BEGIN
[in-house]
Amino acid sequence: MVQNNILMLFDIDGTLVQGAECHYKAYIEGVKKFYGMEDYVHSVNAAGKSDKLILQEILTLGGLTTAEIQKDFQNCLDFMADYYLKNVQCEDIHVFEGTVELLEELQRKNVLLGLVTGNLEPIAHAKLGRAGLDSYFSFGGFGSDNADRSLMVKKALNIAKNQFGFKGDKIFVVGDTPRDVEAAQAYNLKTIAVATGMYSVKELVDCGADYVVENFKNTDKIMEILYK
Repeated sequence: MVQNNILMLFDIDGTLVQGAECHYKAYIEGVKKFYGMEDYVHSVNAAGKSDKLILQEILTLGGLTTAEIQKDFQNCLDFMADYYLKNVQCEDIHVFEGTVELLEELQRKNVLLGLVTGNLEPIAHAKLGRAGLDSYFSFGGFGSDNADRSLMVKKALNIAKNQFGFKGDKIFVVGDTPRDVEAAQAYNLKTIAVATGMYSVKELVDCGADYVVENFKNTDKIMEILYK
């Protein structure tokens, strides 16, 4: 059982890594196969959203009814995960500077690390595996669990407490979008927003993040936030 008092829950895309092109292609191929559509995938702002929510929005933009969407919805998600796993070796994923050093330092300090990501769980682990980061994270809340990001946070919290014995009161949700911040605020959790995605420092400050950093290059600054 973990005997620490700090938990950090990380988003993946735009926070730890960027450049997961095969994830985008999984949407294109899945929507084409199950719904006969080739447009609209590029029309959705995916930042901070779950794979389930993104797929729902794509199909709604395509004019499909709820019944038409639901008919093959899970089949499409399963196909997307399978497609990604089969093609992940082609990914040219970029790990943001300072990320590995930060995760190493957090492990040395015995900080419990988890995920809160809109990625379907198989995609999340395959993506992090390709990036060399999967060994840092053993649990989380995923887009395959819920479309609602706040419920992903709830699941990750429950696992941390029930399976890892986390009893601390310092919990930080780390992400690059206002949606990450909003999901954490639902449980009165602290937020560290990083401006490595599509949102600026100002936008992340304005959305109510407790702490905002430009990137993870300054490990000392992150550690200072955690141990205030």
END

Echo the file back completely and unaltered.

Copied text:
[in-house]
Amino acid sequence: MVQNNILMLFDIDGTLVQGAECHYKAYIEGVKKFYGMEDYVHSVNAAGKSDKLILQEILTLGGLTTAEIQKDFQNCLDFMADYYLKNVQCEDIHVFEGTVELLEELQRKNVLLGLVTGNLEPIAHAKLGRAGLDSYFSFGGFGSDNADRSLMVKKALNIAKNQFGFKGDKIFVVGDTPRDVEAAQAYNLKTIAVATGMYSVKELVDCGADYVVENFKNTDKIMEILYK
Repeated sequence: MVQNNILMLFDIDGTLVQGAECHYKAYIEGVKKFYGMEDYVHSVNAAGKSDKLILQEILTLGGLTTAEIQKDFQNCLDFMADYYLKNVQCEDIHVFEGTVELLEELQRKNVLLGLVTGNLEPIAHAKLGRAGLDSYFSFGGFGSDNADRSLMVKKALNIAKNQFGFKGDKIFVVGDTPRDVEAAQAYNLKTIAVATGMYSVKELVDCGADYVVENFKNTDKIMEILYK
């Protein structure tokens, strides 16, 4: 059982890594196969959203009814995960500077690390595996669990407490979008927003993040936030 008092829950895309092109292609191929559509995938702002929510929005933009969407919805998600796993070796994923050093330092300090990501769980682990980061994270809340990001946070919290014995009161949700911040605020959790995605420092400050950093290059600054 973990005997620490700090938990950090990380988003993946735009926070730890960027450049997961095969994830985008999984949407294109899945929507084409199950719904006969080739447009609209590029029309959705995916930042901070779950794979389930993104797929729902794509199909709604395509004019499909709820019944038409639901008919093959899970089949499409399963196909997307399978497609990604089969093609992940082609990914040219970029790990943001300072990320590995930060995760190493957090492990040395015995900080419990988890995920809160809109990625379907198989995609999340395959993506992090390709990036060399999967060994840092053993649990989380995923887009395959819920479309609602706040419920992903709830699941990750429950696992941390029930399976890892986390009893601390310092919990930080780390992400690059206002949606990450909003999901954490639902449980009165602290937020560290990083401006490595599509949102600026100002936008992340304005959305109510407790702490905002430009990137993870300054490990000392992150550690200072955690141990205030």